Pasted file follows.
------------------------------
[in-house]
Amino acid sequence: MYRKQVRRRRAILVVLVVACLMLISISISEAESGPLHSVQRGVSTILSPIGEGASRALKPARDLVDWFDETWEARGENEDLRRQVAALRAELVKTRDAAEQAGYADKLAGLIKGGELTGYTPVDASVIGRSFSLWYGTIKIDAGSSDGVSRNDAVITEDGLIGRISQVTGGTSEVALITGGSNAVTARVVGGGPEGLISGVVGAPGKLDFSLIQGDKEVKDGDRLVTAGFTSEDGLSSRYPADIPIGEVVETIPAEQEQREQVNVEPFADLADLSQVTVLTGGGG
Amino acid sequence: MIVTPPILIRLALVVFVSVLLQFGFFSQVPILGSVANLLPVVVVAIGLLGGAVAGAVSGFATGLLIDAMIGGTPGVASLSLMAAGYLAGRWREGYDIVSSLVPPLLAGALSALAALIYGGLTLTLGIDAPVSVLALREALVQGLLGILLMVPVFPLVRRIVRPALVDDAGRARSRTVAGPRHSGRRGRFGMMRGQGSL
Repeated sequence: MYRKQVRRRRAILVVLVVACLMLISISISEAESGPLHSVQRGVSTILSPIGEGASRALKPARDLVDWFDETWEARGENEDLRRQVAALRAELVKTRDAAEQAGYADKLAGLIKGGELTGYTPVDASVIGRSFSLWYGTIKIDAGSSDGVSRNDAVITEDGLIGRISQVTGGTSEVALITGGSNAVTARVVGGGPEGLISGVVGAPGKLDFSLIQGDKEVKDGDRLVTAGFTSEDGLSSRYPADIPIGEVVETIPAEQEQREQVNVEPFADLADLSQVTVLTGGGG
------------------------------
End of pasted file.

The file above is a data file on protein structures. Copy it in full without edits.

[in-house]
Amino acid sequence: MYRKQVRRRRAILVVLVVACLMLISISISEAESGPLHSVQRGVSTILSPIGEGASRALKPARDLVDWFDETWEARGENEDLRRQVAALRAELVKTRDAAEQAGYADKLAGLIKGGELTGYTPVDASVIGRSFSLWYGTIKIDAGSSDGVSRNDAVITEDGLIGRISQVTGGTSEVALITGGSNAVTARVVGGGPEGLISGVVGAPGKLDFSLIQGDKEVKDGDRLVTAGFTSEDGLSSRYPADIPIGEVVETIPAEQEQREQVNVEPFADLADLSQVTVLTGGGG
Amino acid sequence: MIVTPPILIRLALVVFVSVLLQFGFFSQVPILGSVANLLPVVVVAIGLLGGAVAGAVSGFATGLLIDAMIGGTPGVASLSLMAAGYLAGRWREGYDIVSSLVPPLLAGALSALAALIYGGLTLTLGIDAPVSVLALREALVQGLLGILLMVPVFPLVRRIVRPALVDDAGRARSRTVAGPRHSGRRGRFGMMRGQGSL
Repeated sequence: MYRKQVRRRRAILVVLVVACLMLISISISEAESGPLHSVQRGVSTILSPIGEGASRALKPARDLVDWFDETWEARGENEDLRRQVAALRAELVKTRDAAEQAGYADKLAGLIKGGELTGYTPVDASVIGRSFSLWYGTIKIDAGSSDGVSRNDAVITEDGLIGRISQVTGGTSEVALITGGSNAVTARVVGGGPEGLISGVVGAPGKLDFSLIQGDKEVKDGDRLVTAGFTSEDGLSSRYPADIPIGEVVETIPAEQEQREQVNVEPFADLADLSQVTVLTGGGG